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In line Prespray application

Bakerb

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Nov 4, 2018
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Never used in line pre sprayer but I will run with one solution line and one man crew.

The only way to apply the pre spray is to lay down an area of pre spray that will allow the correct dwell time, detach for sprayer and then attach solution line to rotovac or wand and clean/extract that area then detach and attach solution line back Into in line sprayer and do over again for correct dwell time?

I guess my question is with the inline presprayer, you have to bounce the solution line back and forth from sprayer to rotovac/wand and also adjust the temp and psi each time while also keeping dwell time correct??
 

wandwizard

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Never used in line pre sprayer but I will run with one solution line and one man crew.

The only way to apply the pre spray is to lay down an area of pre spray that will allow the correct dwell time, detach for sprayer and then attach solution line to rotovac or wand and clean/extract that area then detach and attach solution line back Into in line sprayer and do over again for correct dwell time?

I guess my question is with the inline presprayer, you have to bounce the solution line back and forth from sprayer to rotovac/wand and also adjust the temp and psi each time while also keeping dwell time correct??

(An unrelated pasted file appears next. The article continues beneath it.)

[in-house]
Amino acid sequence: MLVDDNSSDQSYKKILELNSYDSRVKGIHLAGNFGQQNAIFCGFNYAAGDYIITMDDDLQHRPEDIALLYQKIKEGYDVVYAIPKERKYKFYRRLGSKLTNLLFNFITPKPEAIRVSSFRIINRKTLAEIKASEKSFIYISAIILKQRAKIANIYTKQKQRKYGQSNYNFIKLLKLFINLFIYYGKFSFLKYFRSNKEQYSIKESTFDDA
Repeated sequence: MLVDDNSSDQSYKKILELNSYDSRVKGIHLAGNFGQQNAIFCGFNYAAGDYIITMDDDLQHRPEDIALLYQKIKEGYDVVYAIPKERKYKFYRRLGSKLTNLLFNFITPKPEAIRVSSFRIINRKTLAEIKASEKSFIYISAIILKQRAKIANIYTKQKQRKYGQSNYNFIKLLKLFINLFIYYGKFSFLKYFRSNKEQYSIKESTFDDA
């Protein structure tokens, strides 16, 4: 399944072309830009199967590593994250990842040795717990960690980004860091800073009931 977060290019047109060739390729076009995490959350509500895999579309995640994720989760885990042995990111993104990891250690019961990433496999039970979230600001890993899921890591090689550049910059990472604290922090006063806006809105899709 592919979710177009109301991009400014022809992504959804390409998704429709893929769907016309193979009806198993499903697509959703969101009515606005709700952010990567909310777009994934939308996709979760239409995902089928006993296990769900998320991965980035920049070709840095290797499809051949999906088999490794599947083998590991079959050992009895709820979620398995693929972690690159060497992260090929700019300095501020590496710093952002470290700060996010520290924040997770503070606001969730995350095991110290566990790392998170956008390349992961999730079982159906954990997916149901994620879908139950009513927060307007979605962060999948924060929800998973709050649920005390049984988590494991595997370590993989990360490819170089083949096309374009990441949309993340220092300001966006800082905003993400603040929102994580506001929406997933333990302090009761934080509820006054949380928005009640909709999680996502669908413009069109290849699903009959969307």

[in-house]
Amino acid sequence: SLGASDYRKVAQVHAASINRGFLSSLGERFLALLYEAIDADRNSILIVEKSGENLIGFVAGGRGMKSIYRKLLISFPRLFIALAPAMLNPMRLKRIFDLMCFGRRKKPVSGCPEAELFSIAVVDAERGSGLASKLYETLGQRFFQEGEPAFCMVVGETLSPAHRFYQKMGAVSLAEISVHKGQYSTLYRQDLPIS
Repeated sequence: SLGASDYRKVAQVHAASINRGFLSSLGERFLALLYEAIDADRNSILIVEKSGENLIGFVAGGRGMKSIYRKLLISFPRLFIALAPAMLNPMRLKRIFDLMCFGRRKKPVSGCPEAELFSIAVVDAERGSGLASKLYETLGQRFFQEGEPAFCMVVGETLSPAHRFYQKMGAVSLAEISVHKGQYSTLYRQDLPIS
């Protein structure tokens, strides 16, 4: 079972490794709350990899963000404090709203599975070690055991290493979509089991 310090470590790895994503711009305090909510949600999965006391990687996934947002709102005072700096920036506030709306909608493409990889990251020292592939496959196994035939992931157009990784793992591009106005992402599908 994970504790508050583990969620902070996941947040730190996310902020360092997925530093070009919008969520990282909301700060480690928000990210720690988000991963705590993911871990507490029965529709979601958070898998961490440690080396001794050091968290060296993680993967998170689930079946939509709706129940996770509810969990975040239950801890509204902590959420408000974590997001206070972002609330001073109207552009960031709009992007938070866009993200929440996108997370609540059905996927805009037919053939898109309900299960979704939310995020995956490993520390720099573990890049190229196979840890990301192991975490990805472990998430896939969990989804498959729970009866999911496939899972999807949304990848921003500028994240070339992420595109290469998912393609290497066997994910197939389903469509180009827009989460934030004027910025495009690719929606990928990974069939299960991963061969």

You'll get the feel of it with time, but no, you don't have to bounce back and forth all the time. When I do a small empty house, for example, I may apply pre-spray to all the areas before I even bring in my vacuum line. If I think I'm doing a larger area where the pre-spray will possibly dry out before I can get it cleaned I may do 2 or 3 bedrooms with pre-spray then clean them all before stopping to pre-spray another area such as a family room or living room. If you're using an enzyme pre-spray they may take a little longer dwell time, but most should be ready for cleaning in 10 or 15 minutes. If the carpet is not really that dirty to start with dwell time is really a non-issue. I did one yesterday where there was virtually no soil build up except perhaps a little in the main hallway. I laid down a very light and quick prespray deliberately. I didn't want or need to wet this particular carpet out too much. Honestly, with the exception of the hall, it would have cleaned extremely well w/o pre-treatment. That is a rare thing IMHO though. Most carpets benefit from a good, properly applied traffic lane cleaner. During warmer months your prespray may dry out quicker so you may only be able to treat 2 or 3 smaller rooms. Most applications don't require excessive dwell time. If I'm doing something extremely soiled I not only use dwell time but a good agitation to speed things along.
 

mrotto

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you dont have to adjust the temperature or PSI.